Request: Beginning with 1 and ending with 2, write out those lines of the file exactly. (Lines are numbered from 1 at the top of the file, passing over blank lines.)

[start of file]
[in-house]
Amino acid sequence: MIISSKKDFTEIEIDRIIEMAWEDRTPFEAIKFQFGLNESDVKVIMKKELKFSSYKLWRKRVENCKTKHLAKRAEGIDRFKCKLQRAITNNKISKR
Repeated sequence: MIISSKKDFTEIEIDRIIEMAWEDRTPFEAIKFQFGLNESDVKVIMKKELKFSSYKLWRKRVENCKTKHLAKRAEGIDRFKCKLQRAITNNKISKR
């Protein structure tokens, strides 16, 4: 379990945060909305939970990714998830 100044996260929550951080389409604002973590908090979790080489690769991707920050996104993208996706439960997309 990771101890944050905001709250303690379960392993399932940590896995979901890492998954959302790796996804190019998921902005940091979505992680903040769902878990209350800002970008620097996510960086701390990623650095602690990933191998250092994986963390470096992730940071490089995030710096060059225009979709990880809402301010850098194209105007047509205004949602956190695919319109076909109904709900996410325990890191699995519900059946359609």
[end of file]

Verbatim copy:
[in-house]
Amino acid sequence: MIISSKKDFTEIEIDRIIEMAWEDRTPFEAIKFQFGLNESDVKVIMKKELKFSSYKLWRKRVENCKTKHLAKRAEGIDRFKCKLQRAITNNKISKR